Numerous guests of Food Tour In Delhi have written about their experience of the Delhi tour in their websites, TripAdvisor, Facebook pages and so on. Here are some of the testimonials from various such platforms.
After some toing and froing between our guides we met up with Rajeev and JD from Food Tour in Delhi at about 3.00pm. Exuberant Rajeev and the quieter JD were to lead us through the most extraordinary NINE hour food adventure through some of the oldest (and scariest) parts of Delhi, introducing us to some of the most authentic food tastes and experiences we could never imagine. It’s now almost 24 hours after we concluded the tour and no gastric upsets yet – so it proved to be a completely successful food experience in every sense!!
We set off in rickshaws through the crowded, gridlocked streets and laneways of heritage listed Old Delhi.
While planning for our trip to India, we came across the very highly recommended Indian Food Tours in Delhi and thought it sounded like a great way to experience the many and varied cuisines available in Delhi.
We went in with very high expectations of the tour after reading the numerous excellent reviews on TripAdvisor (they are ranked #3 on TripAdvisor’s list of activities to do in Delhi), and it certainly didn’t disappoint!
Upon picking us up from our hotel, our guide for the day – Mr Rajeev Goyal (Raj), a chef, restaurant owner and culinary expert – informed us that he liked to approach these tours as if he was showing some friends around town, though he would be a “bad friend” as we would be paying him at the end. Rather than being “bad friends” it felt more like Raj & his business parter Jaidev (or ‘JD’) were old friends who took great pride in showing us the sights and sharing with us the many different foods available in their amazing city.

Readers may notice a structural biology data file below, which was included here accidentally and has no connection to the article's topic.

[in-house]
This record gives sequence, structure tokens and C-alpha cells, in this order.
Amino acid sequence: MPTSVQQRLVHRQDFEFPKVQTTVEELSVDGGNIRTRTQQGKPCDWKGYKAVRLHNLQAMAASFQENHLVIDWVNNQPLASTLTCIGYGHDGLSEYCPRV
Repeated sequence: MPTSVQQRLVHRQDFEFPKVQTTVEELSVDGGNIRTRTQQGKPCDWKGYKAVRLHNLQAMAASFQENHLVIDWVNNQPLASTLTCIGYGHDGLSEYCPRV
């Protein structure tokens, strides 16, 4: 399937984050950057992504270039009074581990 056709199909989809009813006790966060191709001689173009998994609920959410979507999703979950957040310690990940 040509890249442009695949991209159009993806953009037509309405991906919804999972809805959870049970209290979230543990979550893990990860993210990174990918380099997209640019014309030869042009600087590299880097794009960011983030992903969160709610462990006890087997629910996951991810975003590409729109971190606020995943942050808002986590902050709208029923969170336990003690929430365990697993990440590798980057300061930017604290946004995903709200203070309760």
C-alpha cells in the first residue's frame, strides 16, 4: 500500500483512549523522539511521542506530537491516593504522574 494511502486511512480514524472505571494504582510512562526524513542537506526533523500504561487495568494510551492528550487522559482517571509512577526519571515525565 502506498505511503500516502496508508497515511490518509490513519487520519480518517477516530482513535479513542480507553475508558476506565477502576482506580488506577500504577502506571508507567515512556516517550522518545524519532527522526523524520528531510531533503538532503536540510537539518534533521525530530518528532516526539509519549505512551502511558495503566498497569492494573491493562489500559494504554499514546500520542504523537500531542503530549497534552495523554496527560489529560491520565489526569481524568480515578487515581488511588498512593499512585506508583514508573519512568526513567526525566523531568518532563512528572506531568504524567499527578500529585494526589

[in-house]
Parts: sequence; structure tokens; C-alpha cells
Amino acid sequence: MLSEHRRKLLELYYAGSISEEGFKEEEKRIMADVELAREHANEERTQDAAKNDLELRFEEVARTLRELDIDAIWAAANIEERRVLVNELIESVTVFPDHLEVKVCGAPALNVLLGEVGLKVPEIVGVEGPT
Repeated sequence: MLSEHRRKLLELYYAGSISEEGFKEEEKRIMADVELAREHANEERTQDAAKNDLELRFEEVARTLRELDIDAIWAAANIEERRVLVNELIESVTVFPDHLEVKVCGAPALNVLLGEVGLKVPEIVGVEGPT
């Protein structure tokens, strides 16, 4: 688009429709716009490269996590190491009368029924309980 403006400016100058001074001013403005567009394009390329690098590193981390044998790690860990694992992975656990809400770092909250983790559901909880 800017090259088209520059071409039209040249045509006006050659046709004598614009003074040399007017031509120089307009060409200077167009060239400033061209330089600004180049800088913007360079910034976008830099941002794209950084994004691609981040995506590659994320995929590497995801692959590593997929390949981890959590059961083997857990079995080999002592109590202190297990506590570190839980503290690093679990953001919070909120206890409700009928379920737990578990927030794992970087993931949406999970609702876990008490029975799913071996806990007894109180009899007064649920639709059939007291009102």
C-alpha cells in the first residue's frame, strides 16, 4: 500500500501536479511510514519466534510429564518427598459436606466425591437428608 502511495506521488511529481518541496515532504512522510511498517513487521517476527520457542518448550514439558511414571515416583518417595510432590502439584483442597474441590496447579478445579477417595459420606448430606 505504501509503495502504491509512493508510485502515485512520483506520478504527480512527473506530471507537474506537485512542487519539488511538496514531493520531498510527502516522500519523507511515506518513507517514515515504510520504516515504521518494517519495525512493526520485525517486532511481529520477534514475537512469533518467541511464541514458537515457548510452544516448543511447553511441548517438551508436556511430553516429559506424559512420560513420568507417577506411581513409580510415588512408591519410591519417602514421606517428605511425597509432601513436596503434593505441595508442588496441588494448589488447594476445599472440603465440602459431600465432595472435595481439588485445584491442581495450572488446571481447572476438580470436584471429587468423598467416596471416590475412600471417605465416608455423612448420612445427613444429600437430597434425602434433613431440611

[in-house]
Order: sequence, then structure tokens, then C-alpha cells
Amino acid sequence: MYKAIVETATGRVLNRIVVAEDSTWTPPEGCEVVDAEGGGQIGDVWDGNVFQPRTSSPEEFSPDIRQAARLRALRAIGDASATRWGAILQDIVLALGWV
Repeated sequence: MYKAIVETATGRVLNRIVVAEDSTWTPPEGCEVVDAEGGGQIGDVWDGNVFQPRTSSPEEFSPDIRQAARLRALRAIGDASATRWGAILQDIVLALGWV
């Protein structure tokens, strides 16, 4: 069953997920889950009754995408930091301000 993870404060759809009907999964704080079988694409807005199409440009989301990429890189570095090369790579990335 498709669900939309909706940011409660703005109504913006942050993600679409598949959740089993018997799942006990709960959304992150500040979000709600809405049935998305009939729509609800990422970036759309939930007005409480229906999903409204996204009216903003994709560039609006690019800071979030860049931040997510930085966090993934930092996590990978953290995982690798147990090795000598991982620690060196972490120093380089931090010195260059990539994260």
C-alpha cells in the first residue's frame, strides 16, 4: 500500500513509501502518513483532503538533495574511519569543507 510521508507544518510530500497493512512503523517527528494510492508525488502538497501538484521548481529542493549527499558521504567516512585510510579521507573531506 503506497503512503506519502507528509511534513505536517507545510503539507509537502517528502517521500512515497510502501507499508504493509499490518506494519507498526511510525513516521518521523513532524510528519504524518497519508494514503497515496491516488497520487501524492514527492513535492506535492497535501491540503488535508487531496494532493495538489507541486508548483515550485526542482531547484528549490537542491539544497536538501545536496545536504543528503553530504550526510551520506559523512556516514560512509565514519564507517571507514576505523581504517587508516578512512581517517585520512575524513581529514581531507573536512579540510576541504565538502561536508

All of the food tours run by Indian Food Tours in Delhi are customised for each tour group and no two tours are the same. And so, as we were driving to our first destination in Old Delhi, Raj asked us many questions about our Indian food knowledge, whether we had any allergies (my wife is gluten intolerant, and Raj took this into consideration when ordering), what our favourite Indian foods were, and what our tolerance for chilli was like, all of which informed his decisions about where to go and what to order on our tour.
Punctuated by stops at street food vendors along the way, the walk through Old Delhi gave us an insight into that part of Delhi that we would never otherwise have been able to obtain on our own. Raj’s home ground advantage (having grown up in Old Delhi) was invaluable, and the significant research he has done on each vendor over the years ensured that all of the food we ate was delicious and clean.
CRAZY FOOD TOUR.
Harry en Gea Zuiderent, Holland
A visit to India often starts in Delhi, en when you have been there more often, you know all the highlights more or less. This time however we had the opportunity to make a Crazy Food Tour through old Delhi and that seemed fun to us.
Around 4 o’clock (a little later than planned due to circumstances) we were collected by car from our hotel and driven to the old part of the town. There we took a bicycle rickshaw and after a while we walked, with our guide, through small and busy streets. (picture 1). Immersed by claxons, jingles, loud voices. Scents and colours. Overwhelming.